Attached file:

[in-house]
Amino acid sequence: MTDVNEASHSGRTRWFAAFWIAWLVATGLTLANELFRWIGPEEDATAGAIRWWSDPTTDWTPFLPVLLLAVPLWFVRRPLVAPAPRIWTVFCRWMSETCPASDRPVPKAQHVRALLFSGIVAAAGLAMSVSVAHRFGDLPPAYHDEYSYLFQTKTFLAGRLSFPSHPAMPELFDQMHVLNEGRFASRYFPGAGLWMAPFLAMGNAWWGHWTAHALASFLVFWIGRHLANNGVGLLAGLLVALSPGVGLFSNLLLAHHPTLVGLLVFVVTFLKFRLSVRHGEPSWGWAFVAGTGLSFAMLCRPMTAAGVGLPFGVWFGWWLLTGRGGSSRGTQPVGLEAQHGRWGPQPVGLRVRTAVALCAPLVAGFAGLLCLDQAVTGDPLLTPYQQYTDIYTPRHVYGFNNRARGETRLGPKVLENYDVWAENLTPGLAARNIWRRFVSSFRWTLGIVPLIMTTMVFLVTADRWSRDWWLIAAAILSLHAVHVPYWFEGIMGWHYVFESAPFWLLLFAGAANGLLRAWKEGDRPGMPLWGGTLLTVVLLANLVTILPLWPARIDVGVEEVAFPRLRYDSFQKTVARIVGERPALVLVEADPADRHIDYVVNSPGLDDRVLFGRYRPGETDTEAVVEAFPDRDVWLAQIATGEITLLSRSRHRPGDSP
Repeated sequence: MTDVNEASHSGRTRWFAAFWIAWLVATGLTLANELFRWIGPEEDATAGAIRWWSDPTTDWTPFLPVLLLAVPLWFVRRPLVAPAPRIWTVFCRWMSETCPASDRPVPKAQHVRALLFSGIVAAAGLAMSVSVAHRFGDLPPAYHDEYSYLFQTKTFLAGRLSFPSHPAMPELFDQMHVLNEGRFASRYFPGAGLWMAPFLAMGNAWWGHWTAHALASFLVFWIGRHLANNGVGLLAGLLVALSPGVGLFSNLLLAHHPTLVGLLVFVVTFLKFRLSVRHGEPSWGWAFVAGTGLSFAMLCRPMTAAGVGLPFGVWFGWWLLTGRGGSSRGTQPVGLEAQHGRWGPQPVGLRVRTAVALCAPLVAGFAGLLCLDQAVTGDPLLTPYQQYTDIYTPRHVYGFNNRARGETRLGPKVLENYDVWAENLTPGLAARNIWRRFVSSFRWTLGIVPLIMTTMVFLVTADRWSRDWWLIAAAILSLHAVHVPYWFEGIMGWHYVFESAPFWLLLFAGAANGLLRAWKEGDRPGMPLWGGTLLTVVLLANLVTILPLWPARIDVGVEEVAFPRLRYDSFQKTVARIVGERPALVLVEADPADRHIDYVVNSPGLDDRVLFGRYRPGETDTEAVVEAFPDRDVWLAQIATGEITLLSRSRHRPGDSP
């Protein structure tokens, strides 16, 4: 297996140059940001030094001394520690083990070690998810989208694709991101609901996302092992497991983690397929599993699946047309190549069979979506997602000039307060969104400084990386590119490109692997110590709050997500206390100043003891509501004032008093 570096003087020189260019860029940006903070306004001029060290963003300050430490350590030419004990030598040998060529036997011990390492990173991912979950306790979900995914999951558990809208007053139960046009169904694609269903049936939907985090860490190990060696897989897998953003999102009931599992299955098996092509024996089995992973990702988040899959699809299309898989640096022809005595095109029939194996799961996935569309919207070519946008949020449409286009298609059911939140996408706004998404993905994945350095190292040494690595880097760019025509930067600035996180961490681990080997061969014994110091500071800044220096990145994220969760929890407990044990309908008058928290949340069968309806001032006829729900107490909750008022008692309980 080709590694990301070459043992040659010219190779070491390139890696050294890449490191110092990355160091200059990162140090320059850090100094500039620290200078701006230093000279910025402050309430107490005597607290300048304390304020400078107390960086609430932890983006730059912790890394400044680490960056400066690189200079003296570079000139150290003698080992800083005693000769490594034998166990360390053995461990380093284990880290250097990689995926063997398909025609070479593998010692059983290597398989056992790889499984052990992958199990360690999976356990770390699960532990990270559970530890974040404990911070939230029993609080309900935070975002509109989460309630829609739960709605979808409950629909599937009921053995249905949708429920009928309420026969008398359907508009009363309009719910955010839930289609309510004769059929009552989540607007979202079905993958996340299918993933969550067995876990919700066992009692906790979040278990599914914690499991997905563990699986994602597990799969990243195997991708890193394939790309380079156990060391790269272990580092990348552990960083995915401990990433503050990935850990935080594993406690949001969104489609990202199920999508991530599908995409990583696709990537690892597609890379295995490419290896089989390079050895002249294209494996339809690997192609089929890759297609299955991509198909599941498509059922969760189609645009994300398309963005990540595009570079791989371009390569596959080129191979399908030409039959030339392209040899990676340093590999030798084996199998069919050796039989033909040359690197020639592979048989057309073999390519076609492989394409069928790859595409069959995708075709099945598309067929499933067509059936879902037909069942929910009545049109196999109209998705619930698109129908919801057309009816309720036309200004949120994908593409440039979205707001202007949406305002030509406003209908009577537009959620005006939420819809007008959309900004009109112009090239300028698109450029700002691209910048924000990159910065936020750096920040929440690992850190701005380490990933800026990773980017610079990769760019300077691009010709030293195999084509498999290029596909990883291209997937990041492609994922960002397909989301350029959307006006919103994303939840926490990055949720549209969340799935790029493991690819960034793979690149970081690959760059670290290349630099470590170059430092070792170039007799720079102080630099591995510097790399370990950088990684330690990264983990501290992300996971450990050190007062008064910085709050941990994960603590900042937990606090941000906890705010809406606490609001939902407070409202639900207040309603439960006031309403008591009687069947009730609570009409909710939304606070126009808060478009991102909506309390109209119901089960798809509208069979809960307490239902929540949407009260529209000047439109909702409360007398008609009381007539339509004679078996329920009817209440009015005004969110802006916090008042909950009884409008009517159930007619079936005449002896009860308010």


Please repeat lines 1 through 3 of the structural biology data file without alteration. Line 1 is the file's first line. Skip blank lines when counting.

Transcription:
[in-house]
Amino acid sequence: MTDVNEASHSGRTRWFAAFWIAWLVATGLTLANELFRWIGPEEDATAGAIRWWSDPTTDWTPFLPVLLLAVPLWFVRRPLVAPAPRIWTVFCRWMSETCPASDRPVPKAQHVRALLFSGIVAAAGLAMSVSVAHRFGDLPPAYHDEYSYLFQTKTFLAGRLSFPSHPAMPELFDQMHVLNEGRFASRYFPGAGLWMAPFLAMGNAWWGHWTAHALASFLVFWIGRHLANNGVGLLAGLLVALSPGVGLFSNLLLAHHPTLVGLLVFVVTFLKFRLSVRHGEPSWGWAFVAGTGLSFAMLCRPMTAAGVGLPFGVWFGWWLLTGRGGSSRGTQPVGLEAQHGRWGPQPVGLRVRTAVALCAPLVAGFAGLLCLDQAVTGDPLLTPYQQYTDIYTPRHVYGFNNRARGETRLGPKVLENYDVWAENLTPGLAARNIWRRFVSSFRWTLGIVPLIMTTMVFLVTADRWSRDWWLIAAAILSLHAVHVPYWFEGIMGWHYVFESAPFWLLLFAGAANGLLRAWKEGDRPGMPLWGGTLLTVVLLANLVTILPLWPARIDVGVEEVAFPRLRYDSFQKTVARIVGERPALVLVEADPADRHIDYVVNSPGLDDRVLFGRYRPGETDTEAVVEAFPDRDVWLAQIATGEITLLSRSRHRPGDSP
Repeated sequence: MTDVNEASHSGRTRWFAAFWIAWLVATGLTLANELFRWIGPEEDATAGAIRWWSDPTTDWTPFLPVLLLAVPLWFVRRPLVAPAPRIWTVFCRWMSETCPASDRPVPKAQHVRALLFSGIVAAAGLAMSVSVAHRFGDLPPAYHDEYSYLFQTKTFLAGRLSFPSHPAMPELFDQMHVLNEGRFASRYFPGAGLWMAPFLAMGNAWWGHWTAHALASFLVFWIGRHLANNGVGLLAGLLVALSPGVGLFSNLLLAHHPTLVGLLVFVVTFLKFRLSVRHGEPSWGWAFVAGTGLSFAMLCRPMTAAGVGLPFGVWFGWWLLTGRGGSSRGTQPVGLEAQHGRWGPQPVGLRVRTAVALCAPLVAGFAGLLCLDQAVTGDPLLTPYQQYTDIYTPRHVYGFNNRARGETRLGPKVLENYDVWAENLTPGLAARNIWRRFVSSFRWTLGIVPLIMTTMVFLVTADRWSRDWWLIAAAILSLHAVHVPYWFEGIMGWHYVFESAPFWLLLFAGAANGLLRAWKEGDRPGMPLWGGTLLTVVLLANLVTILPLWPARIDVGVEEVAFPRLRYDSFQKTVARIVGERPALVLVEADPADRHIDYVVNSPGLDDRVLFGRYRPGETDTEAVVEAFPDRDVWLAQIATGEITLLSRSRHRPGDSP